A few hours later we had to go through the whole process again. Still no grunt, nothing. Last chance at night chores and finally, finally, yep, he grunted and fell over like someone had shot him. Just to be sure I let him do it again; same thing. So I think *finger crossed* that we are expecting. Now since I'm so heavily invested emotionally I'm wondering if I'll have sympathy pregnancy cravings and stuff. And what will I crave? Plantain? Dandelion greens? Carrots?

Lucas thinks it's funny that I expect to be able to sell the babies (I do too if you must know) but if I don't I won't be able to have any more so I have to sell them. Both Lucky and Poppet are registered French Angoras and we have one of their previous offspring, Arya, who has the most amazingly dense coat I've ever seen on any rabbit. She's a blue and next in line to be bred. Since she lives in the house she can be bred any time so there may be a Christmas litter coming. We are starting a waiting list for these babies so if you or anyone you know is interested get in touch.

More later . . . I have to go decorate the nursery.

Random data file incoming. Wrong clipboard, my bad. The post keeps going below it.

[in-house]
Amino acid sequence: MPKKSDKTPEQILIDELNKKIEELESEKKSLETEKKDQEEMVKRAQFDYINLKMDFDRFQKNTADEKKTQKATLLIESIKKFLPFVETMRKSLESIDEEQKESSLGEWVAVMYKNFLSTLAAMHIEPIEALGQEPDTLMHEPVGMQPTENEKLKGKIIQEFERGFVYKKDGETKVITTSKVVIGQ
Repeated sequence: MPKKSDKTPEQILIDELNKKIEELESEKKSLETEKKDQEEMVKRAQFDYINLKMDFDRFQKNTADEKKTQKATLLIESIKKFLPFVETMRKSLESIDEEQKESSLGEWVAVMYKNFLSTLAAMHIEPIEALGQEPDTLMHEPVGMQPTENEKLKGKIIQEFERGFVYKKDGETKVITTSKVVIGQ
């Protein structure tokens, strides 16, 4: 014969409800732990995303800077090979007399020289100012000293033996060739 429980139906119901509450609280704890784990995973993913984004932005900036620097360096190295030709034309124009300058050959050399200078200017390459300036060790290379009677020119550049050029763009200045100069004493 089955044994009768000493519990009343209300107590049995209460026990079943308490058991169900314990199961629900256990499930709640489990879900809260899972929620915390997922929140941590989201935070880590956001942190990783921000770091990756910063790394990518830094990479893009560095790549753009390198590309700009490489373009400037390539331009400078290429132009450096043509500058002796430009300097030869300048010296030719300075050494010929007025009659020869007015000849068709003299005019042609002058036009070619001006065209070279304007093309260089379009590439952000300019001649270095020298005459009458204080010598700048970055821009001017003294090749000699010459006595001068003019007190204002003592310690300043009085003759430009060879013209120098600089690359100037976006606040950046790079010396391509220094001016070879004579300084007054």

Thursday, July 22, 2010

Reports of my Death . . .

have been greatly exaggerated. The reports of Fergal's near death experience have not. I almost lost my little cutie to bunny colic (or GI stasis, or whatever clinical name you want to give it.) But Dr. Bruce pulled him through and I'm relieved, thankful, and grateful that he made it because I just wuv that rabbit!!!

My camera has been overexposing everything (ie, pic left) and I had to bring it to the shop. Turns out it was operator problems. Somehow a setting had been changed so no actual repair was needed, but it did curtail any photo documentary I was contemplating for quite awhile, hence my photographic silence. As well I've had computer problems.

It's been a rough summer. My husband had a couple major work related accidents and my computer finally died. (I'm getting a new cherry red laptop as a result so I'm not complaining too loudly.) But I did get to see the ocean one day and that's always amazing. I've been feverishly making yarns, batts, and stitch markers for the shops and the farmer's market which I've been attending on Tuesdays. I've about stretched my "vacation" days as far as they'll go and so far I've actually had two days all summer to call my own, but that's life.

Next time I'll try to explain my newest fiber adventure, dubbed by my chemo-undergoing friend Janice as "Pretty Titty Knitting." So, stay tuned. You're not going to want to miss this. And since the camera is working there may even be pictures.